Satantango

Satantango ★★★½

In the words of Jesus Christ: "It is finished."

Or if you prefer LOTR: "Yes, Mr. Frodo. It's over now."

Anyone who's conquered the Mount Everest of modern cinema —alternatively known as SÁTÁNTANGÓ —will fully resonate with these expressions of achievement. And it's funny, BERLIN ALEXANDERPLATZ (1980) is twice as long as this monster (clocking in at 15 1/2 hours) but I'd argue SÁTÁNTANGÓ is even longer at 7 1/2, particularly because of how sagging, unsparing, inflated, and phlegmatic the viewing experience is. In a phrase, it's like watching paint dry. It thrives on severity and inactivity. It drains and frustrates intentionally. It crawls at the pace of lava.

Tarr brings new meaning to the word "patience," as he teaches you how to experientially sink deep into the desperation his sunken characters are feeling. Anyone who survives this glacially-vague experiment is automatically endowed with X-men level ability to bear all things, both in heaven and on earth. And, happily, there are only two prerequisites to watching: complete the entire filmographies of Andrei Tarkovsky and Lav Diaz. Your cinematic muscles are then pumped to endure this grueling disintegration of backwater communism. 

SÁTÁNTANGÓ works as an academic thesis, as well as a cinematic leviathan. Tarr wants to avoid story and all explanation, but he also wants his images to speak truth to devastation, truth to oppression. His images invite you into an alien world intended to wear you down to the bone. The longer you look at them, the more you feel a part of them, as if there, trudging through his ominous wasteland step by arduous step, consuming his plague-ridden environment by the handfuls. What is this world like? Muddy landscapes and crumbling buildings litter the screen. Inclimate weather, tattered livestock, and visible poverty are markers of entropy, reminding us that the best days of this small farming community are firmly behind it. We now live in apocalyptic ruin, a vast agricultural collective infested by spiders and drenched in rain, where each raindrop is "a sure messenger of doom." We don't know exactly what this band of indigent farmers have gone through, but we clearly see the aftermath and tokens of decay in their tired faces, faded eyes, and ragged hair. Social unrest is written ferociously on the wall. Signs of death and ruin are rendered with such tactile, haunting beauty, leaving a paper trail of what Hungary looked like after post-communistic rule.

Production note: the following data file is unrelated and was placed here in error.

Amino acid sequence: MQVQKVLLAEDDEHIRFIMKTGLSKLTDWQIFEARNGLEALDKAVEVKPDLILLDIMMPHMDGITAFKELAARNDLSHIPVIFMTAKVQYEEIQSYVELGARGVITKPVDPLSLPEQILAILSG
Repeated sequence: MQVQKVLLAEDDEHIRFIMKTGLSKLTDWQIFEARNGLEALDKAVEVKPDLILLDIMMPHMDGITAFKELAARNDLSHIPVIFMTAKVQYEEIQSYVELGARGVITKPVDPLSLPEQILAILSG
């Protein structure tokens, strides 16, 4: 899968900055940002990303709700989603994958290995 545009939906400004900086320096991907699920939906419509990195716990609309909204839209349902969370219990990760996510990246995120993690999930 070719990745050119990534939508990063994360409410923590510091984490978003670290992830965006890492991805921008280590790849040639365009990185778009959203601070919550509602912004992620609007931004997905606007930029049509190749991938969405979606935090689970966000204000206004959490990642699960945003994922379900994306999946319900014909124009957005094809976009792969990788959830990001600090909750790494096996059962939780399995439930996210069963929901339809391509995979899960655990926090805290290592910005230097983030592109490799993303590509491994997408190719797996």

Everything I've just written is much more fascinating to talk about than actually watch. It's academic in that way. That's not to say there aren't completely stunning cinematic moments (such as watching two men brave their way through a trash storm, or observing piss-drunk barflies dance their way into repetitive limbo, or wincing through that utterly appalling cat torture scene). These moments are direct and trance-like, but they're also sandwiched between loooong stretches of loafing. The film's meandering is not a sin. All of Tarr's films meander and gaze, creep and crawl like slugs in the rain. The bigger culprit is the unconnectedness of the screenplay. Almost every chapter feels unrelated or disconnected with what came before or after, with too few overlapping sequences that harness the story's best multivariate perspectives. The symbolic lightening of WERKMEISTER HARMONIES felt missing. The visceral vitality of DAMNATION felt distant. The storytelling is profoundly uneven, though it's most likely meant to mirror the unevenness these characters experience while waiting for deliverance. It never comes for them, and thus never comes for us. We're all pawns in Tarr's utterly bleak and nihilistic world, peasants forced to wait for Godot. It's a tantalizing thesis and frustrating experience all rolled into one. 

Let me sit on this one for awhile.


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